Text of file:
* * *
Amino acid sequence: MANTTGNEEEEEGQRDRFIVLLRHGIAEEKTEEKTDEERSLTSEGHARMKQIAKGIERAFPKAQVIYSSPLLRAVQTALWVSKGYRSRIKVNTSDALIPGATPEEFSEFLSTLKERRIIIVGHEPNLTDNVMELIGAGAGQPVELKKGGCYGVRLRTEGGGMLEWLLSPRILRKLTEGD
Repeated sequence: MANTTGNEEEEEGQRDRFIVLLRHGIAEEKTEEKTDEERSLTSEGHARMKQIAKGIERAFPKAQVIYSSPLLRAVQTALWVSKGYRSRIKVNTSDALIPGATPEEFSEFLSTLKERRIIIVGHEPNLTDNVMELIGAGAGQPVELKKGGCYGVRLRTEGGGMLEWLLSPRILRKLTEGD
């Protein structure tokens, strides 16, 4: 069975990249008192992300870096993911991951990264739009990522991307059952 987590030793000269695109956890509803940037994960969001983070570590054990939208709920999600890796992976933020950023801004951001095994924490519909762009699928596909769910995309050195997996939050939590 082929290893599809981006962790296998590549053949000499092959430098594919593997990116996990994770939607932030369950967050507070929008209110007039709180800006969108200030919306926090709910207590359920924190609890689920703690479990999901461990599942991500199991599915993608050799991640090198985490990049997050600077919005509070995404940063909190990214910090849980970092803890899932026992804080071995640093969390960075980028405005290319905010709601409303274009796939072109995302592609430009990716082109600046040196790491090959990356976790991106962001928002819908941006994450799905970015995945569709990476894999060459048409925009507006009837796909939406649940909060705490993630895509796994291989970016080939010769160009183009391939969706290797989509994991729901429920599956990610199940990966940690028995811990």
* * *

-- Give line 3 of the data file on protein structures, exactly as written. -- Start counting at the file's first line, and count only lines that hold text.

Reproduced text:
């Protein structure tokens, strides 16, 4: 069975990249008192992300870096993911991951990264739009990522991307059952 987590030793000269695109956890509803940037994960969001983070570590054990939208709920999600890796992976933020950023801004951001095994924490519909762009699928596909769910995309050195997996939050939590 082929290893599809981006962790296998590549053949000499092959430098594919593997990116996990994770939607932030369950967050507070929008209110007039709180800006969108200030919306926090709910207590359920924190609890689920703690479990999901461990599942991500199991599915993608050799991640090198985490990049997050600077919005509070995404940063909190990214910090849980970092803890899932026992804080071995640093969390960075980028405005290319905010709601409303274009796939072109995302592609430009990716082109600046040196790491090959990356976790991106962001928002819908941006994450799905970015995945569709990476894999060459048409925009507006009837796909939406649940909060705490993630895509796994291989970016080939010769160009183009391939969706290797989509994991729901429920599956990610199940990966940690028995811990």